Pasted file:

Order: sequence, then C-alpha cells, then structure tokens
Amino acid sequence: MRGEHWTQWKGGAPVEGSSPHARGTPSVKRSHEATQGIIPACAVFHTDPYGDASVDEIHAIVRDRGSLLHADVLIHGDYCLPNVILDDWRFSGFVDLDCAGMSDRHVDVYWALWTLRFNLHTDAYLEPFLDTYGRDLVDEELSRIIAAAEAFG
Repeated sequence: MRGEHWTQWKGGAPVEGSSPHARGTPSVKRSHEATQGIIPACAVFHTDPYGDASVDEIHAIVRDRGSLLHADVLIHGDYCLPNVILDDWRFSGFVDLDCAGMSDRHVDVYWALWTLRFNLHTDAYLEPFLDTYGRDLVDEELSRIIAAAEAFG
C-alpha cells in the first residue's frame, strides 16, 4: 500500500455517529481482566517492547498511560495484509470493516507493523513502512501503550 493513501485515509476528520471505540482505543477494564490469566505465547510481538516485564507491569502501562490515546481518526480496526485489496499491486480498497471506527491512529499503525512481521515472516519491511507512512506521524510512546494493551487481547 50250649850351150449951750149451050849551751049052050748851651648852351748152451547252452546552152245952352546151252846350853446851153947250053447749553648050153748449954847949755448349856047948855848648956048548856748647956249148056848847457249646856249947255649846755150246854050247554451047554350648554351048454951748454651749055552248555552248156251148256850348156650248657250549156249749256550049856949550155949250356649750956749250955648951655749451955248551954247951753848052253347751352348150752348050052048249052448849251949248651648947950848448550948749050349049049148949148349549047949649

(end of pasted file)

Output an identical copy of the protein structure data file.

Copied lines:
Order: sequence, then C-alpha cells, then structure tokens
Amino acid sequence: MRGEHWTQWKGGAPVEGSSPHARGTPSVKRSHEATQGIIPACAVFHTDPYGDASVDEIHAIVRDRGSLLHADVLIHGDYCLPNVILDDWRFSGFVDLDCAGMSDRHVDVYWALWTLRFNLHTDAYLEPFLDTYGRDLVDEELSRIIAAAEAFG
Repeated sequence: MRGEHWTQWKGGAPVEGSSPHARGTPSVKRSHEATQGIIPACAVFHTDPYGDASVDEIHAIVRDRGSLLHADVLIHGDYCLPNVILDDWRFSGFVDLDCAGMSDRHVDVYWALWTLRFNLHTDAYLEPFLDTYGRDLVDEELSRIIAAAEAFG
C-alpha cells in the first residue's frame, strides 16, 4: 500500500455517529481482566517492547498511560495484509470493516507493523513502512501503550 493513501485515509476528520471505540482505543477494564490469566505465547510481538516485564507491569502501562490515546481518526480496526485489496499491486480498497471506527491512529499503525512481521515472516519491511507512512506521524510512546494493551487481547 50250649850351150449951750149451050849551751049052050748851651648852351748152451547252452546552152245952352546151252846350853446851153947250053447749553648050153748449954847949755448349856047948855848648956048548856748647956249148056848847457249646856249947255649846755150246854050247554451047554350648554351048454951748454651749055552248555552248156251148256850348156650248657250549156249749256550049856949550155949250356649750956749250955648951655749451955248551954247951753848052253347751352348150752348050052048249052448849251949248651648947950848448550948749050349049049148949148349549047949649